Weibo, one of China's most well-known social media sites, is being sued by a small software company over alleged anti-competitive restrictions on using the microblogging platform's data, which could test the limits of Beijing's enhanced antitrust enforcement this year.
Eefung Software sued Weibo Corp, owned by Sina Corp, in a local court, stating that the company's refusal of a request to access data constitutes a monopolistic practice, according to an article posted to Eefung's official WeChat account. According to the company - the refusal is "directly destroying" its business model, which includes helping authorities discover and remove "harmful information" online using systems that "monitor and analyse online public opinion". The company's clients include multiple agencies at different levels of government.
The case is the country's first civil antitrust lawsuit, according to the Changsha government.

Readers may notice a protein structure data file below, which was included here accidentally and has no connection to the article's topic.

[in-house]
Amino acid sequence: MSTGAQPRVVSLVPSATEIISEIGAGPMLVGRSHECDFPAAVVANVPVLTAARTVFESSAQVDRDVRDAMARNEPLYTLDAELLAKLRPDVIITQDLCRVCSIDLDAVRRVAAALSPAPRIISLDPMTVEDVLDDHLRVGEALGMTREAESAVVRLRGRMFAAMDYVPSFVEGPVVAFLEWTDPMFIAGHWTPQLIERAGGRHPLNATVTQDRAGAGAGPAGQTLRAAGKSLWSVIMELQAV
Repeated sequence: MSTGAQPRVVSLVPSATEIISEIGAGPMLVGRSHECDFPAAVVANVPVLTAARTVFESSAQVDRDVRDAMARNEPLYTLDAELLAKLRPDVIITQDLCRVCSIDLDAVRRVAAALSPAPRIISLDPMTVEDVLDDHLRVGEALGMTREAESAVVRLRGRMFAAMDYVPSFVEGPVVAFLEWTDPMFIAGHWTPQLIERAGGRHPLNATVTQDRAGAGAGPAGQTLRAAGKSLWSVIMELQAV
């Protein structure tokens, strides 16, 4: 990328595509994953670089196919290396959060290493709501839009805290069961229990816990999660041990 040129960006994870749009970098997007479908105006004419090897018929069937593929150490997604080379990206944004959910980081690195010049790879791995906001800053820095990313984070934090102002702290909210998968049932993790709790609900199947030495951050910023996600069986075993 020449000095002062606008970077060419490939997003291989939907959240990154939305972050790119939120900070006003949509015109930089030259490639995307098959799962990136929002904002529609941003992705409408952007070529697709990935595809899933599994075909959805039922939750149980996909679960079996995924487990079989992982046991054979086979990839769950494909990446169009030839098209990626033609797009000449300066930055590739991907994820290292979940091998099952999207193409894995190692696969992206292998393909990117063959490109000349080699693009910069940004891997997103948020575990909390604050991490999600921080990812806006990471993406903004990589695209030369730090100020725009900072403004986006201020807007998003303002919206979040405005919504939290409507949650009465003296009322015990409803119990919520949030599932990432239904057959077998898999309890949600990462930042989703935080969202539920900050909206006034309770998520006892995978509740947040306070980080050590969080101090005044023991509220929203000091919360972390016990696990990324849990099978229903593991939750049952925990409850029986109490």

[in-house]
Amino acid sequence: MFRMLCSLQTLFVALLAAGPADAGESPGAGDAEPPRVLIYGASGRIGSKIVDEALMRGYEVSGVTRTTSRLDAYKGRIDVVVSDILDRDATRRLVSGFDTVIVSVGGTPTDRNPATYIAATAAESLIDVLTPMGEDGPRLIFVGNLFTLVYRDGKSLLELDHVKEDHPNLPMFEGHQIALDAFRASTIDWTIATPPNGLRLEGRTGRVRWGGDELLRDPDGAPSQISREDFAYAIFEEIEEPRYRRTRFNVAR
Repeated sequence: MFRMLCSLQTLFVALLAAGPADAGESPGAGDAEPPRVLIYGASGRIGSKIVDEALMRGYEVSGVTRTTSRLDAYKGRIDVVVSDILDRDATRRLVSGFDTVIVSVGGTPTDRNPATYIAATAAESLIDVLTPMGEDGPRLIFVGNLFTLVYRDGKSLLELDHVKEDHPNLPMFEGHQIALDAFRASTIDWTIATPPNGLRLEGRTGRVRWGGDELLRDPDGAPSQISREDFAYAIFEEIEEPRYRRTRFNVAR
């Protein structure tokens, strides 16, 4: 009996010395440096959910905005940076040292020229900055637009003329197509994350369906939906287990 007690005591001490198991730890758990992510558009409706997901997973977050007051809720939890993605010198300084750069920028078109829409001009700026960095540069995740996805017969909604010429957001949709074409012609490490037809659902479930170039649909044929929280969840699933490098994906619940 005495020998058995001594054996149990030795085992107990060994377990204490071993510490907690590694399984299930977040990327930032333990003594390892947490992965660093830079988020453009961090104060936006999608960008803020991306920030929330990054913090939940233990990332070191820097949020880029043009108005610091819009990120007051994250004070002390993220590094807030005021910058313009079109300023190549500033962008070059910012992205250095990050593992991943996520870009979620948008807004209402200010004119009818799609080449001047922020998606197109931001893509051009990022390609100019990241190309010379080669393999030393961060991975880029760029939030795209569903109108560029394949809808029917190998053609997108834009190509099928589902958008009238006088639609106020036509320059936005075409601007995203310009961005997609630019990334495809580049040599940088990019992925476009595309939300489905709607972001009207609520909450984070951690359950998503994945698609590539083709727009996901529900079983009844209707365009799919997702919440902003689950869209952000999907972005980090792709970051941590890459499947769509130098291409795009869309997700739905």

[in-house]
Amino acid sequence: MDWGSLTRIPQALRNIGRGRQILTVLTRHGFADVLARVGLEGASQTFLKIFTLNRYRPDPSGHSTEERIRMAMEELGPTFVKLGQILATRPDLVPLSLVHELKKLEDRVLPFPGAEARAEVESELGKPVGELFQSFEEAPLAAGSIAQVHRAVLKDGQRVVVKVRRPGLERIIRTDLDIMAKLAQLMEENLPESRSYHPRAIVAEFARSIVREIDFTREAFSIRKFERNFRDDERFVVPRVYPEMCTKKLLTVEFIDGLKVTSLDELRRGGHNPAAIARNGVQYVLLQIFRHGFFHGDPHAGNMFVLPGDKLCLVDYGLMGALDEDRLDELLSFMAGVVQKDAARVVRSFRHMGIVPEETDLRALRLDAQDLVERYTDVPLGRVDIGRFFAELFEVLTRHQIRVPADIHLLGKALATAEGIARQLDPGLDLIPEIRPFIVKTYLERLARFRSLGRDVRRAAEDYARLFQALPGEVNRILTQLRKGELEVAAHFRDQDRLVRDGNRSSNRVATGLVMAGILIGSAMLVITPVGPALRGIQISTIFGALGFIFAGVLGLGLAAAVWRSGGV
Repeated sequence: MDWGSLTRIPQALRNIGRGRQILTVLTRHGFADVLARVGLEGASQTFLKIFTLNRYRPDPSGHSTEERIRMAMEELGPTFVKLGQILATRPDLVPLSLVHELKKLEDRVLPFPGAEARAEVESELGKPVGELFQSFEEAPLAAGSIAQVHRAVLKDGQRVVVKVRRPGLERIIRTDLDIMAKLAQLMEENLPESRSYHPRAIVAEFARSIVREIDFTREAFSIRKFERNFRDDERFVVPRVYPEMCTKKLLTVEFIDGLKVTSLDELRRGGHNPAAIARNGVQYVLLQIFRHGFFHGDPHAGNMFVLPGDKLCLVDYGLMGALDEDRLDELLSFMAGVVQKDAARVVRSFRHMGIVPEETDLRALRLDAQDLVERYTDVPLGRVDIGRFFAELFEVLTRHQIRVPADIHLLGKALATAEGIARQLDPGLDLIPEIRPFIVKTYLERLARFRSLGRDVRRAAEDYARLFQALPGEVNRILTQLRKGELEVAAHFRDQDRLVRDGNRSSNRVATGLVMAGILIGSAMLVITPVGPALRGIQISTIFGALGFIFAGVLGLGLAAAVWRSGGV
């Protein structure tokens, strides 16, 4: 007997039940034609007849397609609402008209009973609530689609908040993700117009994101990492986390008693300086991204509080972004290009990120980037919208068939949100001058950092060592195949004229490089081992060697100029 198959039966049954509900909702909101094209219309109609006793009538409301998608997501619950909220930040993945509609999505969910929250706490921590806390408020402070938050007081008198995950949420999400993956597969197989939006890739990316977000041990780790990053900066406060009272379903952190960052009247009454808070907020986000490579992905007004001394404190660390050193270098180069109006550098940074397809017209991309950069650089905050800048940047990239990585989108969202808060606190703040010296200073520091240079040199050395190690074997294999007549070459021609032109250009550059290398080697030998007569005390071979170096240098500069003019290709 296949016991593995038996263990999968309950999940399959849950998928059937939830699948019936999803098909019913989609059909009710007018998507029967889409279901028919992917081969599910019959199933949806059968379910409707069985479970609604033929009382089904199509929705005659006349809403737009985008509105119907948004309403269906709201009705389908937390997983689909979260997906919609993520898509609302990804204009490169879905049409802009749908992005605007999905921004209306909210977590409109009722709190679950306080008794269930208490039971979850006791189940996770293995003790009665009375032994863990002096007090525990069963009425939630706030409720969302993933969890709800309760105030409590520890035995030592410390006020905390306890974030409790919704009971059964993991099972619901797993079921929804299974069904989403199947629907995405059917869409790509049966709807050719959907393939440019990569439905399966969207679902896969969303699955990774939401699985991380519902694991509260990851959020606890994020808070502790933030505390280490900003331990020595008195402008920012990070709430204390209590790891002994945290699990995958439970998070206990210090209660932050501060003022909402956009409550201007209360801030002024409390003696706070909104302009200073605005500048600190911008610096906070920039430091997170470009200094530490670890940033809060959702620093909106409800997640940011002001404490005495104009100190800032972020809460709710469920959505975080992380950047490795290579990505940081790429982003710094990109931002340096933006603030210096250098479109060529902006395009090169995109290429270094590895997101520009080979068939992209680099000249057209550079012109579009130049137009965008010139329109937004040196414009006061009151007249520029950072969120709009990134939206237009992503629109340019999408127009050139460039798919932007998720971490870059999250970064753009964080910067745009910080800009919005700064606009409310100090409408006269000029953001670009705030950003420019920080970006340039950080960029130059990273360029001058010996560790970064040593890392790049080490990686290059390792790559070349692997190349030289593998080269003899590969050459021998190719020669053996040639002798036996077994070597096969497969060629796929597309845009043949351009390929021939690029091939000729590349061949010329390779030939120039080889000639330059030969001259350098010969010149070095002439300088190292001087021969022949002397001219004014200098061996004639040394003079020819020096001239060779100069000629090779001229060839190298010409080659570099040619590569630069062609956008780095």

This year, strengthening antitrust enforcement and "preventing the disorderly expansion of capital" has been at the top of regulators' agenda. The State Administration for Market Regulation is now boosting the headcount of its antitrust division, and a draft amendment of China's 13-year-old Anti-Monopoly Law suggests more scrutiny of the technology sector. The amendment, expected to go into effect next year, says businesses shall not "exclude or limit" competition by abusing data, algorithms, technology, capital advantages or platform rules. A dominant player engaging in these activities is considered to be abusing its market power.
Source: South China Morning Post